Working illegal does however create one problem. Girls that used to work in a legal brothel are used to the protection, either from the security guys of a brothel, or from the police like the window prostitutes get. And since you don't want to notify the police that you're working somewhere where it's illegal, you need to find some other form of protection.
And this is where things become more dangerous again. Because the whole idea of the legalization back in 2000 was that (indeed) prostitution will continue no matter what, but the best way to protect them is to keep them in sight and protect them that way. But when you're working in illegal prostitution all those things aren't there, which creates a demand for security, and this is where pimps come in to play again. Now some of those pimps just do what they should do, and offer protection and get paid for it, there's nothing wrong with that. But if you have bad luck you run into a pimp that wants to exploit you, and you become a victim of human trafficking, and eventually you might end up being forced to work, which was exactly the thing they wanted to stop!

And than you have the second alternative, which is to go to another country where prostitution is still legal. Many girls that leave Amsterdam go to Germany, Austria or Belgium, but again the same problems arise as when they first came to Amsterdam: trafficking.
Because now they need to move again to another country, and the same problems that apply to moving to Amsterdam, apply to moving to any other country as well: you need help! And since the person helping a prostitute with the migration is by law called a human trafficker, it has become impossible to migrate to another country without becoming a victim.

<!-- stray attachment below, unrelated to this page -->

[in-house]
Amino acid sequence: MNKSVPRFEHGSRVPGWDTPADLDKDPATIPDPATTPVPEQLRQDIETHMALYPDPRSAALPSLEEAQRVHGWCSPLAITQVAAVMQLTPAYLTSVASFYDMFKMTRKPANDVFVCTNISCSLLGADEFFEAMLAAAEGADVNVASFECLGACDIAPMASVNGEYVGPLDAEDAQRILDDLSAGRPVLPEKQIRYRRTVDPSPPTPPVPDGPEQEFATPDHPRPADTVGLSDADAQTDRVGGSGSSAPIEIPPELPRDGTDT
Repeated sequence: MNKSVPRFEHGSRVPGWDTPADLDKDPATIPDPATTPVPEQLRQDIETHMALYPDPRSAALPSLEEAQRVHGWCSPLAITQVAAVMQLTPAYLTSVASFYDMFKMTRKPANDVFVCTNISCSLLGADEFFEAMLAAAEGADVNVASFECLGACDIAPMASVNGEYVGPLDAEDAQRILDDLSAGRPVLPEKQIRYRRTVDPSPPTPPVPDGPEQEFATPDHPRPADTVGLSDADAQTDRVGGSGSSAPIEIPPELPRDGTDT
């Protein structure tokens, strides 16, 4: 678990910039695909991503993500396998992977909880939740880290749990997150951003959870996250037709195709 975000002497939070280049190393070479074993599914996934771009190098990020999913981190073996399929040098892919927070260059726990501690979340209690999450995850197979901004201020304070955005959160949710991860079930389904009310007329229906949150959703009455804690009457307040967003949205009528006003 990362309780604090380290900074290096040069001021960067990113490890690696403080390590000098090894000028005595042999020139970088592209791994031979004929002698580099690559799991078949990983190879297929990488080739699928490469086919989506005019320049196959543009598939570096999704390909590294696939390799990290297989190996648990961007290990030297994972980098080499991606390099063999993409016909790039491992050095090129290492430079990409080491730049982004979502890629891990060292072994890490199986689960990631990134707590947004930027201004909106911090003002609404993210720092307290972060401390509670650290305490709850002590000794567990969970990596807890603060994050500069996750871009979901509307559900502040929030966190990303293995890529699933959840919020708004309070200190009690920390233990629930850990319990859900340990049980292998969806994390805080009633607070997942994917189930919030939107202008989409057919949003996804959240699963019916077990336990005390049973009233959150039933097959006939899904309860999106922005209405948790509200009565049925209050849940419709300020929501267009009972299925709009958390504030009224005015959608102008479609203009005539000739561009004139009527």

Most girls fortunately already know a friend that works in another country, who helps them with their migration, so technically almost every prostitute is both a victim and a perpetrator in this case, but than again, who isn't? But some girls won't be fortunate enough to know a girl in another country, and the only way she can get to another country, is with the help of pimps who want to exploit her.
Congratulations, we have yet again achieved more human trafficking this way!

It is ironic that a plan that was sold as a plan to reduce human trafficking, actually creates more human trafficking than it solves. Although you might wonder if closing down windows helps victims at all. After all, just because they won't have a legal place to work anymore, won't mean their pimp won't force them to work as a prostitute anymore. After all, I don't think pimps would back out of it simply because it's now illegal, what they're doing is already illegal, which is kind of the point of being a criminal.
So girls that are already victims of human trafficking, that are being forced and/or exploited, won't get saved by closing down legal workplaces. In fact, they'll only end up in a more shady place, without the protection of the police, out of sight for the authorities, and unable to reach for help.
And the girls that aren't victims, well, their risk of becoming a victim has only been increased by taking away their only place to work legal. After all, if they move into illegal prostitution they have more chance of becoming a victim because there's no police protection, and girls moving to other countries to work in prostitution over there yet again have the risk of becoming victims of trafficking due to their need to receive help with their migration.